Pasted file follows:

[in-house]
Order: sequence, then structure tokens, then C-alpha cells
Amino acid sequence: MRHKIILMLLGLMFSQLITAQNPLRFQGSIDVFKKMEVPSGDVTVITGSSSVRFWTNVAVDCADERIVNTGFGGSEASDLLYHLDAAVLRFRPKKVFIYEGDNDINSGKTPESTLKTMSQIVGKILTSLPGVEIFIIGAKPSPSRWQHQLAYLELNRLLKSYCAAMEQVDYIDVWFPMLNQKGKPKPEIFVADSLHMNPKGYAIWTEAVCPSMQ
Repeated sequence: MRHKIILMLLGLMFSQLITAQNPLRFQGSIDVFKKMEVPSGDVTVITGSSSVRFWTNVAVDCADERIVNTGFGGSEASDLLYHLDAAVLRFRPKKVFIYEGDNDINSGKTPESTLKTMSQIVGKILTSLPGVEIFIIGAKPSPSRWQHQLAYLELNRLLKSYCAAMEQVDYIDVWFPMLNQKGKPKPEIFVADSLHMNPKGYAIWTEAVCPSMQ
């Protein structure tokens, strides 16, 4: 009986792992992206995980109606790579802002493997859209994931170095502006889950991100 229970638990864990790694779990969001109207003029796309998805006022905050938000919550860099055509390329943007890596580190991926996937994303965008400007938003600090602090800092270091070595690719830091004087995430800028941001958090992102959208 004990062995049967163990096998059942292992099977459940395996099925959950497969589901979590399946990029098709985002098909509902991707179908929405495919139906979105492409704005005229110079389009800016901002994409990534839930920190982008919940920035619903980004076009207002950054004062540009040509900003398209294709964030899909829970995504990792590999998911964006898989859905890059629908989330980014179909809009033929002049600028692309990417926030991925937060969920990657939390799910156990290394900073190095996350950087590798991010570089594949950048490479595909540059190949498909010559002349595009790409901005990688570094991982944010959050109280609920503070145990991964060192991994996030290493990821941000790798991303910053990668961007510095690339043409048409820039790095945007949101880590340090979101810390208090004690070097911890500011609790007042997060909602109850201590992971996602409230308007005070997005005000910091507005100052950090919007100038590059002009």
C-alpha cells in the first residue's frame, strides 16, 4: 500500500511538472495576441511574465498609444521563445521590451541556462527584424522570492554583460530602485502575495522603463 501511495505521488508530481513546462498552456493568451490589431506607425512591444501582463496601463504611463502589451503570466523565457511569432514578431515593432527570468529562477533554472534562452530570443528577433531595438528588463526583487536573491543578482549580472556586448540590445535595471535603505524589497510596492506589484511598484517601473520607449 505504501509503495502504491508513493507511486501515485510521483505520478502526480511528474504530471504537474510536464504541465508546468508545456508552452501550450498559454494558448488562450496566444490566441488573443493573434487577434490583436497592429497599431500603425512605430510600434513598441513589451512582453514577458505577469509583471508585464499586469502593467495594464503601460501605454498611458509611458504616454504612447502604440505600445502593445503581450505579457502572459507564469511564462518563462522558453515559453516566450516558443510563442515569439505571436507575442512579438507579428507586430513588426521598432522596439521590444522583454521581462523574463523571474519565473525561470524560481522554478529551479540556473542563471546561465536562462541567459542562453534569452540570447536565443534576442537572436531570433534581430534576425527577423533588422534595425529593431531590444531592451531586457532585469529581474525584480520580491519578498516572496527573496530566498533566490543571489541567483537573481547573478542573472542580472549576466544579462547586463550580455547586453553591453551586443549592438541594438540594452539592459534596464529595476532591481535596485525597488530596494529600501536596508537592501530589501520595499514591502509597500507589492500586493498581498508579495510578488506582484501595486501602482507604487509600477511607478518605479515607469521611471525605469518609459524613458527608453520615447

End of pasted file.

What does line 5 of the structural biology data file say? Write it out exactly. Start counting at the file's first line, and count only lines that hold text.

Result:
């Protein structure tokens, strides 16, 4: 009986792992992206995980109606790579802002493997859209994931170095502006889950991100 229970638990864990790694779990969001109207003029796309998805006022905050938000919550860099055509390329943007890596580190991926996937994303965008400007938003600090602090800092270091070595690719830091004087995430800028941001958090992102959208 004990062995049967163990096998059942292992099977459940395996099925959950497969589901979590399946990029098709985002098909509902991707179908929405495919139906979105492409704005005229110079389009800016901002994409990534839930920190982008919940920035619903980004076009207002950054004062540009040509900003398209294709964030899909829970995504990792590999998911964006898989859905890059629908989330980014179909809009033929002049600028692309990417926030991925937060969920990657939390799910156990290394900073190095996350950087590798991010570089594949950048490479595909540059190949498909010559002349595009790409901005990688570094991982944010959050109280609920503070145990991964060192991994996030290493990821941000790798991303910053990668961007510095690339043409048409820039790095945007949101880590340090979101810390208090004690070097911890500011609790007042997060909602109850201590992971996602409230308007005070997005005000910091507005100052950090919007100038590059002009």